Kosta Eleftheriou, who earlier asked Apple to take action against the fake ratings and reviews on iOS App Store, has now filed a lawsuit against the company. The developer is accusing Apple of exploiting its monopoly power over the distribution of iOS apps.
Eleftheriou, the developer of the popular Apple Watch app FlickType, has sued Apple for exploiting its monopoly over iOS apps distribution. The developer says he has sued the company because Apple “makes billions of dollars in profits at the expense of small application developers and consumers.”
Back in February, Eleftheriou asked Apple to take action against the increasing number of fake reviews on the App Store. He said that many apps had copied his app but were allegedly paying reviewers to leave a good rating on the App Store. Good ratings left his app rank lower in the search, and the ‘copycats’ were making money out of it, he said. He says that Apple didn’t do enough to combat the scam, even though some of the apps were removed after his complaint.
The lawsuit has been filed in the name of his company, KPAW LLC, at the Santa Clara County court. In the lawsuit, the developer claims that Apple has allegedly tried to acquire his app, FlickType, after he faced “roadblock after roadblock” to sell his app on the App Store. The developer says that Apple intentionally chose not to take action against the scam, in an effort to force him to sell his app to Apple.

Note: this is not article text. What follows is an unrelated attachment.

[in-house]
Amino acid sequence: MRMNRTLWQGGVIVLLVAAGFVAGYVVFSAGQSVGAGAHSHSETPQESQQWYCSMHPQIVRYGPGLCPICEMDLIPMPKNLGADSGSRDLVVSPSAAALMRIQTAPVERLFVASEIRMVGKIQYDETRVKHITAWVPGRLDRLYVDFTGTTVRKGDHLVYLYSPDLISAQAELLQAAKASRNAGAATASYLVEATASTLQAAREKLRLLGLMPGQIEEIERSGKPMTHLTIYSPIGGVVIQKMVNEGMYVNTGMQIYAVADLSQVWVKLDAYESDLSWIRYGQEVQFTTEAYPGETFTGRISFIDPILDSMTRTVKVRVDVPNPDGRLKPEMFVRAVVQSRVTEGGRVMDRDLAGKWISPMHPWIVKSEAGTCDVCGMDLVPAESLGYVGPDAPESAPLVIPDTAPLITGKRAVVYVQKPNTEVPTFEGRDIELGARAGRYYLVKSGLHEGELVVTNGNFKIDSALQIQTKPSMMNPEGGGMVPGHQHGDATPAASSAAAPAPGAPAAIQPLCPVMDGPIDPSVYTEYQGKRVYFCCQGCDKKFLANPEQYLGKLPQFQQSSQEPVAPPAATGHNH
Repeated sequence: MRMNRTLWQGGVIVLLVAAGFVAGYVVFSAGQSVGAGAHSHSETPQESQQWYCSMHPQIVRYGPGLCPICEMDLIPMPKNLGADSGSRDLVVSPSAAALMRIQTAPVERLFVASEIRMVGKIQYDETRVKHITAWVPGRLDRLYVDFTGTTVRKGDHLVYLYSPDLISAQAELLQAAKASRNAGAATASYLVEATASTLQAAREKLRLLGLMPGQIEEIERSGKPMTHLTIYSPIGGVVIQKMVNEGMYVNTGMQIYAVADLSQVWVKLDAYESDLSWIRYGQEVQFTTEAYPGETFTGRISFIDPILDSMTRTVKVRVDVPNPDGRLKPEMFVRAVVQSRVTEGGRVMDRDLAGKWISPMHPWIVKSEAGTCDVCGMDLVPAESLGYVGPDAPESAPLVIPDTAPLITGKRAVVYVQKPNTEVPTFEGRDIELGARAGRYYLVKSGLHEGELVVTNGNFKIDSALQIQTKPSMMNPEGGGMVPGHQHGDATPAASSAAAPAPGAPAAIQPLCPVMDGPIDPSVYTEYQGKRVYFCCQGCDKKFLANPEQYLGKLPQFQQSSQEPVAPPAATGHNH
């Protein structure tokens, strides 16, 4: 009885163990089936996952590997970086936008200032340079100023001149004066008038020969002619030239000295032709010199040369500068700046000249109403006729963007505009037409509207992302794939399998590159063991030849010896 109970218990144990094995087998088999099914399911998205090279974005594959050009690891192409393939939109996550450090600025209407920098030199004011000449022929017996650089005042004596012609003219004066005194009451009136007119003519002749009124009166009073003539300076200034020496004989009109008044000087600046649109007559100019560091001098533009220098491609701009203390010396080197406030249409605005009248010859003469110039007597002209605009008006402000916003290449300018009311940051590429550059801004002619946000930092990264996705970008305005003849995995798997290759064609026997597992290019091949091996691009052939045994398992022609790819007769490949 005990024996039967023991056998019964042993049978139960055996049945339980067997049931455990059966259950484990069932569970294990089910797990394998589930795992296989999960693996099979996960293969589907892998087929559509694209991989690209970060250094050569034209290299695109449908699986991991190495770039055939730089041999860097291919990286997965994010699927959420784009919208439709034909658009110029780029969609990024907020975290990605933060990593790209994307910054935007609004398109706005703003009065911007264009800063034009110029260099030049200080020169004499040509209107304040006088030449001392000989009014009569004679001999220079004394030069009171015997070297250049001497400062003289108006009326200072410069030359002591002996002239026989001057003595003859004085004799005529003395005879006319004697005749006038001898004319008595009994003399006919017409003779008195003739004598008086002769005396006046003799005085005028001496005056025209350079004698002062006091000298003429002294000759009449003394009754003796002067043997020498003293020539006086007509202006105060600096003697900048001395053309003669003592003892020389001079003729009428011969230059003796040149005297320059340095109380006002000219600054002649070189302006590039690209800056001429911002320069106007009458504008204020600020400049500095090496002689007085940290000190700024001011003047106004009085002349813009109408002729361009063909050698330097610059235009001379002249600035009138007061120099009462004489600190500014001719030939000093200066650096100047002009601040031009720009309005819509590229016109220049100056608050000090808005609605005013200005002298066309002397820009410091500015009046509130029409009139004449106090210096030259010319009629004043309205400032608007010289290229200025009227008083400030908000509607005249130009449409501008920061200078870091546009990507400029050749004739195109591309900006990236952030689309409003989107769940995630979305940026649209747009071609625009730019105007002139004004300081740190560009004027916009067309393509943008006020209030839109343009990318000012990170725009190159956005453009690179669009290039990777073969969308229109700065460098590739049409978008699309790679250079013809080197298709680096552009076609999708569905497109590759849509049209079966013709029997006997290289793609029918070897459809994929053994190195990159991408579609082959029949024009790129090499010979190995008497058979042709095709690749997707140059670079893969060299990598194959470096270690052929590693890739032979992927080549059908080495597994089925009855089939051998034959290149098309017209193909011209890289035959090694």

“Apple systematically flexes its monopoly muscle against potential competition through the App Store and profits from rampant fraudulent practices. If Apple cannot buy a desired application from a developer on the cheap, Apple attempts to crush that developer through exploitive fees and selective application of opaque and unreasonable constraints against the developer.”
Along with the accusation of Apple trying to buy apps for ‘cheap’, he says that the company pushes these scams so it can earn profits from their sales. He says that he was approached by Marsden, who expressed interest in having Apple acquiring his software. After the negotiations fell off, he claims, no future version of the app was approved by Apple. Yet, he says, copycat apps which were using his technology were approved.
“Apple permits other developers that Apple does not view as real competition to peddle similar, inferior products because Apple profits from their sales.”
At last, he accuses Apple of holding its device users and developers hostage. He says that the company justifies its monopoly by claiming that it is necessary to protect its users from “unscrupulous conduct.” “In truth, Apple turns a blind eye to rampant fraud and exploitation to make an easy profit,” Eleftheriou says.
Eleftheriou isn’t the only one who’s not happy with Apple’s malpractices. Fortnite developer Epic Games is in an ongoing battle with the company. The hearing of Epic Games vs Apple is slated to start on May 3.[Via The Verge]